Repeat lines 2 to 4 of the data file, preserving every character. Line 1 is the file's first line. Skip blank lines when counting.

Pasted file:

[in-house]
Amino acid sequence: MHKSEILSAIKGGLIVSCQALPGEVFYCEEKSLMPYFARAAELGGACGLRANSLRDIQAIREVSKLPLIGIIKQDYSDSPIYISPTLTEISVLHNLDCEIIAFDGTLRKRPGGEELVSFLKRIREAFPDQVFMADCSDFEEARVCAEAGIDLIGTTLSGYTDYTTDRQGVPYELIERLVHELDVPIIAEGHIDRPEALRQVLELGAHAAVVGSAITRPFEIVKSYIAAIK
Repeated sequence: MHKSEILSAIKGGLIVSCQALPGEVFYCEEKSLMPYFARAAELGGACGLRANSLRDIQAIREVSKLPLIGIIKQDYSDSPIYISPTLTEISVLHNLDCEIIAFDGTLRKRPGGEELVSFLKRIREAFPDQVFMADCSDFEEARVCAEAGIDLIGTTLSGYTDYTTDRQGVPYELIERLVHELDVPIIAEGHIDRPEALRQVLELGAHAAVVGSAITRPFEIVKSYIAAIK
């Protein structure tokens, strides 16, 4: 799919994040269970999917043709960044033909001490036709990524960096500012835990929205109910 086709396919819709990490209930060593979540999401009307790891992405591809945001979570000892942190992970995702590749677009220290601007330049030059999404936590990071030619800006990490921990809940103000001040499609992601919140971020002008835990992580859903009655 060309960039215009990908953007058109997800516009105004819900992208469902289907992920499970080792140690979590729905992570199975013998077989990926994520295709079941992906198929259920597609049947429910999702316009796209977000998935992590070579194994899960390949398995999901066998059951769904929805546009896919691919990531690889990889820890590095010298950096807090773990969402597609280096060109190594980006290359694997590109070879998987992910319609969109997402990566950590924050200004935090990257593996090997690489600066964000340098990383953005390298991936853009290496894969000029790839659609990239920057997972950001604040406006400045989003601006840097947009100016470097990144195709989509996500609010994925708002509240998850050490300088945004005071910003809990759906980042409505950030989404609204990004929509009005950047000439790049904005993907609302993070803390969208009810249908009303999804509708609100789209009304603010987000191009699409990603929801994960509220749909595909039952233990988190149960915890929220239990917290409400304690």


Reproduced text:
Amino acid sequence: MHKSEILSAIKGGLIVSCQALPGEVFYCEEKSLMPYFARAAELGGACGLRANSLRDIQAIREVSKLPLIGIIKQDYSDSPIYISPTLTEISVLHNLDCEIIAFDGTLRKRPGGEELVSFLKRIREAFPDQVFMADCSDFEEARVCAEAGIDLIGTTLSGYTDYTTDRQGVPYELIERLVHELDVPIIAEGHIDRPEALRQVLELGAHAAVVGSAITRPFEIVKSYIAAIK
Repeated sequence: MHKSEILSAIKGGLIVSCQALPGEVFYCEEKSLMPYFARAAELGGACGLRANSLRDIQAIREVSKLPLIGIIKQDYSDSPIYISPTLTEISVLHNLDCEIIAFDGTLRKRPGGEELVSFLKRIREAFPDQVFMADCSDFEEARVCAEAGIDLIGTTLSGYTDYTTDRQGVPYELIERLVHELDVPIIAEGHIDRPEALRQVLELGAHAAVVGSAITRPFEIVKSYIAAIK
């Protein structure tokens, strides 16, 4: 799919994040269970999917043709960044033909001490036709990524960096500012835990929205109910 086709396919819709990490209930060593979540999401009307790891992405591809945001979570000892942190992970995702590749677009220290601007330049030059999404936590990071030619800006990490921990809940103000001040499609992601919140971020002008835990992580859903009655 060309960039215009990908953007058109997800516009105004819900992208469902289907992920499970080792140690979590729905992570199975013998077989990926994520295709079941992906198929259920597609049947429910999702316009796209977000998935992590070579194994899960390949398995999901066998059951769904929805546009896919691919990531690889990889820890590095010298950096807090773990969402597609280096060109190594980006290359694997590109070879998987992910319609969109997402990566950590924050200004935090990257593996090997690489600066964000340098990383953005390298991936853009290496894969000029790839659609990239920057997972950001604040406006400045989003601006840097947009100016470097990144195709989509996500609010994925708002509240998850050490300088945004005071910003809990759906980042409505950030989404609204990004929509009005950047000439790049904005993907609302993070803390969208009810249908009303999804509708609100789209009304603010987000191009699409990603929801994960509220749909595909039952233990988190149960915890929220239990917290409400304690």